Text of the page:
Shilpa Ajwani is the CEO of unomantra, a business consultancy that enables consumer-centric lifestyle businesses to grow faster. She is a seasoned social selling expert with a solid reputation for providing transformative leadership to MNCs like Tupperware, Oriflame and Vorwerk, which are leaders in the direct selling model. With over two decades of experience in leading profitable business enterprises as well as taking brands from start-up to scale, Shilpa now dons several hats including that of Business Consultant, Leadership Coach, Sales Strategy Execution Expert, Keynote Speaker, Panellist and Board Member.

Following is an excerpt from our conversation with Shilpa Ajwani.

PART -1

A LEADERSHIP JOURNEY OF 25 YEARS

Could you share some insights from your leadership journey, and any challenges you faced in your career by being a “woman in a man’s world?” 

I feel very proud of my successful journey of 25 plus years and am honoured to have worked with so many wonderful people. During my career, I have had the privilege of experiencing and working with Indian companies as well as European and American multinationals. I got exposed to virtually all functions within the organisations, primarily in the social selling space.

But it was after many years of working, when I was invited to an event as a “woman leader”, that I realised that oh! I’m a woman! Otherwise I was just going about my business and showing up in the way a professional should, with preparation, dedication to the cause, collaboration with the teams. I just threw myself at every opportunity that came by.

But I won’t take all the credit for it – I had a very supportive ecosystem in the form of my parents, in-laws, husband and my son. Their support, standing there rooting for me but having zero expectations, relieved me from any pressure and gave me a lot of strength. And I feel very lucky, fortunate and blessed for having them in my life.

However, I did face challenges at every step – since I was judged both as professional and as a woman. But I looked at them only as professional setbacks – asking myself whether it was something that was lacking in me or if there was something I could have done it differently.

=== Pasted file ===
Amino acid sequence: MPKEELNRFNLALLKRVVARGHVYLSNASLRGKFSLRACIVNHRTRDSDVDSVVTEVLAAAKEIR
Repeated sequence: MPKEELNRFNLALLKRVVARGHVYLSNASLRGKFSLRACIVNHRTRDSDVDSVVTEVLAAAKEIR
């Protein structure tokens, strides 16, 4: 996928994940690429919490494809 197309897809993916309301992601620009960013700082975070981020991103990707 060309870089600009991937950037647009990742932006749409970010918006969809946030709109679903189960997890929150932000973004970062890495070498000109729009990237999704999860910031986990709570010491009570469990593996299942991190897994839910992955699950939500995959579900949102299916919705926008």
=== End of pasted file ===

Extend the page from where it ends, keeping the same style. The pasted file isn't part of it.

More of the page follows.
In one instance when I didn’t get the promotion to the post of the Managing Director- I did go up to my boss and ask him the reason I didn’t make it. It took a lot of effort to ask but I did. And I realised that the person had assumed I could be a great No. 2 but never a No. 1, without being able to articulate why.

But this pushed me to realise that I have to take my career in my hands and not be at the mercy of people who will make their own judgements. And I decided to look for opportunities outside, and I was headhunted for many CEO roles and I did become a MD – spending almost 8 plus years as No. 1!

So, the learning I pass on to all my clients is that do not to give up and judge yourself when people are judging you. And unless you ask, the answer will always be a no.

What motivated you to stay with the direct selling industry for so many years?

Having worked with the top-ten direct selling companies in the world, I have had the special opportunity to understand the B2C model very closely. It is one of the toughest models to work, with because you work directly with an army of salesmen and through them with the consumers. But the beauty of it is the 2-way interaction since you also get to indirectly learn from all these amazing individuals.

I also had an emotional reason for joining and staying with the industry. When I started working, respect of career women had been negligible. During those days, women were not really working outside their home and they had neither the facilities nor the kinds of jobs that could help them manage home and work together. In fact, even my own mother had given up her career to look after me, when I was a child.  So, this idea of creating women micro- entrepreneurs felt very special and motivated me to enter and stay with the industry for several years thereafter.

What was the thought behind moving on and starting your own business consultancy unomantra?

Last year, on my 45th birthday, I had this insight that my career had been pretty successful but it was time to move on from success to significance. So, I decided to start a new chapter to add more twist to this journey and set up my business consultancy firm unomantra. My intent was to work with lots of entrepreneurs, businesses, business leaders; and use my experience and expertise to advise, guide and mentor them to become their best versions. I felt that in this highly competitive environment where youngsters are having a tough time leading their businesses, the energy of youth could benefit from my practical experience of having rolled up my sleeves, walked around the globe and created successes as well as failures.